Introducing Gradle Module Metadata
Gradle Module Metadata reaches 1.0 in Gradle 5.3 and here we explain why you should be as excited as we are!
Gradle Module Metadata was created to solve many of the problems that have plagued dependency management for years, in particular, but not exclusively, in the Java ecosystem. It is especially important because POM files (or Ivy files) are simply not rich enough to describe the reality of software nowadays where you might need to distinguish between binaries for different platforms or choose one particular implementation of an API when more than one is available.
We will describe more examples later in this post. Some issues may have workarounds, but where those workarounds are hacky ones or even error prone. For example, did you realize that these are problematic: using classifiers for different Java versions, exclusions to avoid a particular logger binding, or adding first level dependencies just because you need to override a particular version?
Gradle Module Metadata 1.0 is an answer to those problems and the first step towards better dependency management throughout our industry.
What does it allow in practice?
Have you ever cursed when you had both
guava-jdk8 on the classpath, and your application only worked because of lucky ordering of entries?
Have you ever faced the problem of having different SLF4J bindings and only noticed at runtime?
That’s because these libraries have different variants that can’t be described properly by existing metadata formats.
How is a build tool even supposed to understand the difference between a
jdk8 JAR, a
sources one, or even an
Gradle Module Metadata is designed to explain the difference in such a way that consumers can express more precise requirements.
For example, a consumer can specifically ask for something they can use with JDK 8.
And in the case of SLF4J, the build tool will recognize that the Log4J binding is mutually exclusive with the
The whole idea is to support variant-aware dependency management, which is based on a description of the variants of a component — such as the main binaries, source packages, platform-specific binaries, and so on — and their corresponding dependencies.
Some of our partners have been using Gradle metadata for months now. Kotlin native, for example, is using Gradle Module Metadata to represent the different binaries you can get when compiling a Kotlin project to different architectures. Google is using variant-aware dependency management, but lacked an “external model” for it. Gradle Module Metadata is that external model and will allow the proper publication of Android Archives (AARs).
Those are just examples, but these issues and many more can be solved by leveraging Gradle metadata. As more library authors adopt Gradle Module Metadata, our industry will solve more problems as a whole.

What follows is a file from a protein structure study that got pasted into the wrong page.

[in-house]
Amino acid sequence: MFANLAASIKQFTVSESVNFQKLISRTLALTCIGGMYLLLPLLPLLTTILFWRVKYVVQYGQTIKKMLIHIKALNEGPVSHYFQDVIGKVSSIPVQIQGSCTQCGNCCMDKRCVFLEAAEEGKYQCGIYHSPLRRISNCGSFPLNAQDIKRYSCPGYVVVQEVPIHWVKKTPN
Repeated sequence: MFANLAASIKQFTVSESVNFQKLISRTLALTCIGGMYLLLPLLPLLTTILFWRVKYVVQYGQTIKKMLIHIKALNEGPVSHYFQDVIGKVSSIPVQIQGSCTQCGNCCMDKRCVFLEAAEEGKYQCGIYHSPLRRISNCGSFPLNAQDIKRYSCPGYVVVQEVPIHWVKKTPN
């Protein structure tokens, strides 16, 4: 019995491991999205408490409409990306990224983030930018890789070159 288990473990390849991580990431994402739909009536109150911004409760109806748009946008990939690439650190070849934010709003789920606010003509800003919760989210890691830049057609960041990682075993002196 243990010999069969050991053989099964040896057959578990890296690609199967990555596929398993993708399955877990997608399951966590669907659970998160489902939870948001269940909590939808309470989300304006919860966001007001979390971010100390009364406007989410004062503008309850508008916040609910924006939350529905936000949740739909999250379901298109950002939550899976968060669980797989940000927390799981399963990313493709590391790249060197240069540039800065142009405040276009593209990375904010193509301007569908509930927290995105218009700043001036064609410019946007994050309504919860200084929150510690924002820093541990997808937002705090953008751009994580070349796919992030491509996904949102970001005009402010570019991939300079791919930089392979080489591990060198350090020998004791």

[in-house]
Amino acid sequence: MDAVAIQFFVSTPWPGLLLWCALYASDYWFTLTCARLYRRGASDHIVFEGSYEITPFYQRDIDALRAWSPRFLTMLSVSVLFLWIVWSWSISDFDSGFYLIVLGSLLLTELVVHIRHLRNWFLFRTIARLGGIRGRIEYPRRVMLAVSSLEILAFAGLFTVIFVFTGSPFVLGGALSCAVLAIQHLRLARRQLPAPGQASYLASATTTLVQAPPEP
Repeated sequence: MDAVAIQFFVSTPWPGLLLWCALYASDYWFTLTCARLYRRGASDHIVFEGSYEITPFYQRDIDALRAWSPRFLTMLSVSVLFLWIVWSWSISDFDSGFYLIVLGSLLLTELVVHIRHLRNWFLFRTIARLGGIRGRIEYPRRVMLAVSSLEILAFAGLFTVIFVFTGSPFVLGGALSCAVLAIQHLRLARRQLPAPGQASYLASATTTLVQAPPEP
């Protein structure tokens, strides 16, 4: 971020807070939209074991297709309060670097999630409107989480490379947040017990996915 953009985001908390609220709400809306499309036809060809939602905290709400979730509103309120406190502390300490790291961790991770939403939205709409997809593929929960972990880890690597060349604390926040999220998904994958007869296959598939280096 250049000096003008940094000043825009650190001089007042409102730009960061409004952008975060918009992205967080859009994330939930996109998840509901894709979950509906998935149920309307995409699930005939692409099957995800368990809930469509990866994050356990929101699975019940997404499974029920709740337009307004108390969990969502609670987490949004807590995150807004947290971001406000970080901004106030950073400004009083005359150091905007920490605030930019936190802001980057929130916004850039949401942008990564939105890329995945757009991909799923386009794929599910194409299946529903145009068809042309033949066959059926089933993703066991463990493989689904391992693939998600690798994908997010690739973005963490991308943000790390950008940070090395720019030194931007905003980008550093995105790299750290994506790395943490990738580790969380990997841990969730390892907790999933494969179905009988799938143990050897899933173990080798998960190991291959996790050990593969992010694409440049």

How Gradle Module Metadata affects you
Gradle Module Metadata 1.0 enables fine-grained dependency resolution for all Gradle users. Starting with Gradle 5.3, if you are a consumer and the library you use has Gradle metadata published, Gradle will automatically consume any Gradle metadata that is published to Maven or Ivy repositories.
However, Gradle 5.3 will not automatically publish it by default — that will come in 6.0. You can publish Gradle Module Metadata today, but you have to opt into its publication by using either the Maven Publish or Ivy Publish plugins and enabling the experimental publishing feature by adding the following line to your settings script:
How does Gradle Module Metadata affect Maven or Ant+Ivy builds?
Nothing changes for Maven and Ivy consumers: if you have opted into publishing Gradle Module Metadata, the corresponding file is published alongside the POM file (if you’re publishing to a Maven repository) or Ivy file (if you’re publishing to an Ivy repository). Be aware that the mapping from a build component to Maven and Ivy metadata is lossy: for example you don’t know what Java version was used to build something, so it makes it impossible for consumers to know if they are compatible or not beforehand. Another example is when you use Gradle specific features like rich versions. We do our best to map them to concepts in Maven or Ivy, but information will still be lost in the process due to the limitations of their metadata formats.
Note that Gradle 5.2 introduced warnings emitted by the publishing plugins when it knows the mapping to be lossy or problematic for other build tools.
Links and references
Gradle Module Metadata is a JSON file whose extension is
Each file describes a single software component with zero or more variants. Here’s the content of an example metadata file for a “com.acme:client:1.0-SNAPSHOT” component with several variants:
This file declares 4 variants, and attributes let the build tool know what they are used for. In particular you will see here that there are 2 variants for “API” and 2 variants for “runtime”, when usually you only see one for each. The reason is that this particular component declares an additional variant where the dependencies are shadowed (fat jar). This gives the opportunity for a consumer to decide whether it wants dependencies as individual jars, or just the fatjar variant of the library.
If you are interested in more technical details, please refer to the Gradle module metadata specification 1.0
Early adopters are welcome, feel free to give your feedback!